Contextual Intelligence & the Future of Money

the_future_of_money_timeline

(image from Michell Zappa with permission)

One of the most rewarding professional experiences I have had so far is being a speaker at Swift’s banking industry conference Sibos.  Every year Swift coordinates the premier conference on The Future of Money. They have been doing this since 1978 with 300 participants.

Today in Singapore there are over 7000 people from 140 countries discussing crypto-currency, financial technology called #fintech, and the future of banking. A small group of innovators inside of Swift called Innotribe are working to bring the most provocative voices in innovation to center stage providing fresh air to an industry that is moving towards a refreshed relevance. People will always need banking, they will not always need banks.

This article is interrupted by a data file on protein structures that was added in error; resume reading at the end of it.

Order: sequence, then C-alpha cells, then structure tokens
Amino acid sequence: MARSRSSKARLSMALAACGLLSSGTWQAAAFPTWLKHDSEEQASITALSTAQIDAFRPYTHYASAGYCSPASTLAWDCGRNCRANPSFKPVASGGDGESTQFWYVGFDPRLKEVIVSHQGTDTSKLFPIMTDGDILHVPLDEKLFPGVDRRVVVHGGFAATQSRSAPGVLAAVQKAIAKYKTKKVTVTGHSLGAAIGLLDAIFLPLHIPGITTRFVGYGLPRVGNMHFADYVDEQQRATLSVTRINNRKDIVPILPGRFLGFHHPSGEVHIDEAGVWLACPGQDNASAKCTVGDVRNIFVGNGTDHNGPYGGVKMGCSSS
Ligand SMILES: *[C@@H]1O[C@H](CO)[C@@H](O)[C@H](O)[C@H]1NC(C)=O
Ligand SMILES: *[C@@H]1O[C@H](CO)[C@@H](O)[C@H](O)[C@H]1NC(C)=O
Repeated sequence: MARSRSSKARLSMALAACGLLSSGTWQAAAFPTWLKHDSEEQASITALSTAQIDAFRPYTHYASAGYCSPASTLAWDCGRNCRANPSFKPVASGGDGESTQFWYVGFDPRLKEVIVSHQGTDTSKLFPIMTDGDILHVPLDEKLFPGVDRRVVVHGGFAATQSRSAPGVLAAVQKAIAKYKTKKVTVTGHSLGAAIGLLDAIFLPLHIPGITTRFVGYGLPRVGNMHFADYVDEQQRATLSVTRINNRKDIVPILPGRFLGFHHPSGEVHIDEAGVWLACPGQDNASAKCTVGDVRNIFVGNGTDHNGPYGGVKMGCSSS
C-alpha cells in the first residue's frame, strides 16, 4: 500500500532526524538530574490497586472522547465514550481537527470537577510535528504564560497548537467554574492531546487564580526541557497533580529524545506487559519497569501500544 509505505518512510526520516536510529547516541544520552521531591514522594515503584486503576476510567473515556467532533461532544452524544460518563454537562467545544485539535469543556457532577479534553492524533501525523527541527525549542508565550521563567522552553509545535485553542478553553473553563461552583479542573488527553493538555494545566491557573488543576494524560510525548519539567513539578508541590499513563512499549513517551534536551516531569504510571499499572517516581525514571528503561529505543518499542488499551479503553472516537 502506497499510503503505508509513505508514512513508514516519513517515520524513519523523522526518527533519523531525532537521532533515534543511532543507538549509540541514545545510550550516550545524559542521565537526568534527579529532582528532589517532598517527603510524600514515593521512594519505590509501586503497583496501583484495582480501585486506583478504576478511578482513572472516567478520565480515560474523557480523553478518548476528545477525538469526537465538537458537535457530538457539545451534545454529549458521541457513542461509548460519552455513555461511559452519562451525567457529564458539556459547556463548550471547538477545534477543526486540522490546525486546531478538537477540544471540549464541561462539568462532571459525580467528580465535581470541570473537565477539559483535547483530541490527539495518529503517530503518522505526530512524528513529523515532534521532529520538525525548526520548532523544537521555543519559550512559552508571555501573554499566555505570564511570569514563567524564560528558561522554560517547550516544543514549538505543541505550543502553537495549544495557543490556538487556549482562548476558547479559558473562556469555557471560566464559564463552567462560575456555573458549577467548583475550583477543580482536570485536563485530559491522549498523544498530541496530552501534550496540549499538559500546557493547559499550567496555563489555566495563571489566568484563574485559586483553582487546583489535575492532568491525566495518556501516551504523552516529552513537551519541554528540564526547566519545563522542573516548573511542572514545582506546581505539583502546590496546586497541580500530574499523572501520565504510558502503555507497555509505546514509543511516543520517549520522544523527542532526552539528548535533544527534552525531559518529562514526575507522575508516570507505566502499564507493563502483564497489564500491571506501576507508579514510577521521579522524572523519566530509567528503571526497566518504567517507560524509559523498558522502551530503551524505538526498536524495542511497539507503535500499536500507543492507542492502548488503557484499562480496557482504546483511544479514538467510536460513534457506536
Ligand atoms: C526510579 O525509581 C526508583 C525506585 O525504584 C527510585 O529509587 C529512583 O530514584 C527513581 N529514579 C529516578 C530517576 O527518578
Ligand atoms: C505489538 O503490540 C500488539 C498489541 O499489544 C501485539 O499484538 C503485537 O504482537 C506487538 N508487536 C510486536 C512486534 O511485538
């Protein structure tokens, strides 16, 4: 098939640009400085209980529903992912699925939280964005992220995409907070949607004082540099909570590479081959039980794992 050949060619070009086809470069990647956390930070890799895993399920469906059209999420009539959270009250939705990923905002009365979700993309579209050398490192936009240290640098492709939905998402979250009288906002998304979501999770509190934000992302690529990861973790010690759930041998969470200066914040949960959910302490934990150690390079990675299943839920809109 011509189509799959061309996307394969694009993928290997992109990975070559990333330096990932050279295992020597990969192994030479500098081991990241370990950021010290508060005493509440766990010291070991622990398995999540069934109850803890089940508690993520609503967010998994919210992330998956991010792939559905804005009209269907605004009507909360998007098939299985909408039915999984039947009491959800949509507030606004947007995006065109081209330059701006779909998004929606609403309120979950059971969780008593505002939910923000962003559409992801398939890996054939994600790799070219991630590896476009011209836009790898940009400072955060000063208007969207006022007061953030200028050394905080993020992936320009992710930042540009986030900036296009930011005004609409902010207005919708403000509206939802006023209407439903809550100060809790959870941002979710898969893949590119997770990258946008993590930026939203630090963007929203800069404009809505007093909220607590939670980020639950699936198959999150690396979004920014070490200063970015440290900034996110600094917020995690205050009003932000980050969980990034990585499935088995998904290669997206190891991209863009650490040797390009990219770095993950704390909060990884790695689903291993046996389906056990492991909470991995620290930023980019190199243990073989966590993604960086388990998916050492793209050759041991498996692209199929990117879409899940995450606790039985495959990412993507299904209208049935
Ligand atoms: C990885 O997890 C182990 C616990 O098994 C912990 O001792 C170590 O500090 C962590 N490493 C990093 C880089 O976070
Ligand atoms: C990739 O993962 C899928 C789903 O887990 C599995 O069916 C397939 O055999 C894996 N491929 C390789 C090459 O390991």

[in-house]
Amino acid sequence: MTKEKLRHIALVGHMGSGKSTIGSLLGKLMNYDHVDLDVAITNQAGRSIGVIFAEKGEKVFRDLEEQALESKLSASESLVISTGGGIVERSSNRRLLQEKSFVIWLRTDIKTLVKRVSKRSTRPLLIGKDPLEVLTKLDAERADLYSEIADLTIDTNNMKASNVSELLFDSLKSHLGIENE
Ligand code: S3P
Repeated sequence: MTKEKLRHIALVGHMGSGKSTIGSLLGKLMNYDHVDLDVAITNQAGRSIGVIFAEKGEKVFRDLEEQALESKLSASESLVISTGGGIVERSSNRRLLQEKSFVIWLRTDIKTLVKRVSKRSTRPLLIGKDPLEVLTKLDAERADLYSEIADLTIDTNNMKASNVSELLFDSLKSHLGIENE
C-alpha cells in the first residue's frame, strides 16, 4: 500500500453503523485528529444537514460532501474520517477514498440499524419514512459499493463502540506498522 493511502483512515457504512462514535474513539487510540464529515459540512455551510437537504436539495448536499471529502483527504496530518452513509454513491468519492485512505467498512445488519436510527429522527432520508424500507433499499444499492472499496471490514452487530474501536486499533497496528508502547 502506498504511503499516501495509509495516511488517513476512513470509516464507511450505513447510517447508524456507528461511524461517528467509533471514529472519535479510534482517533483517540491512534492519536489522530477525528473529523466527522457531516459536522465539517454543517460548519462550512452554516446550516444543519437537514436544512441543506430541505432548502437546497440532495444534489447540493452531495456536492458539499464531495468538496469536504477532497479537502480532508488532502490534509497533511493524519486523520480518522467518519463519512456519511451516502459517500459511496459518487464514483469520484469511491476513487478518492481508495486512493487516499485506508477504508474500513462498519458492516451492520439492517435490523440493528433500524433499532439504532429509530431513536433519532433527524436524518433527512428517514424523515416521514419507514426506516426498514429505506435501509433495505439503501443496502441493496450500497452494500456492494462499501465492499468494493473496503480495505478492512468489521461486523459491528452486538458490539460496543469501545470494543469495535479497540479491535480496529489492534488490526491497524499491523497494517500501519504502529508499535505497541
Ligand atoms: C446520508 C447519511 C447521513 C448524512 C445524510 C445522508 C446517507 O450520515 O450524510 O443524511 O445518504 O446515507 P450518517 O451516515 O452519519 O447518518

I am writing this post on the future of money to celebrate people I’ve been lucky enough to meet through Peter Vander Auwera @petervan  who is the primary concept designer for the Innotribe portion of Sibos.  This year’s platform was incredibly dynamic.

Here are people shaping the future of money that you should know:

Andrew Keen is one of the world’s best-known and controversial commentators on the digital revolution.He is the author of three books: Cult of the AmateurDigital Vertigo and his current international hit The Internet Is Not The Answer which the London Sunday Times acclaimed as a “powerful, frightening read” and the Washington Post called “an enormously useful primer for those of us concerned that online life isn’t as shiny as our digital avatars would like us to believe”.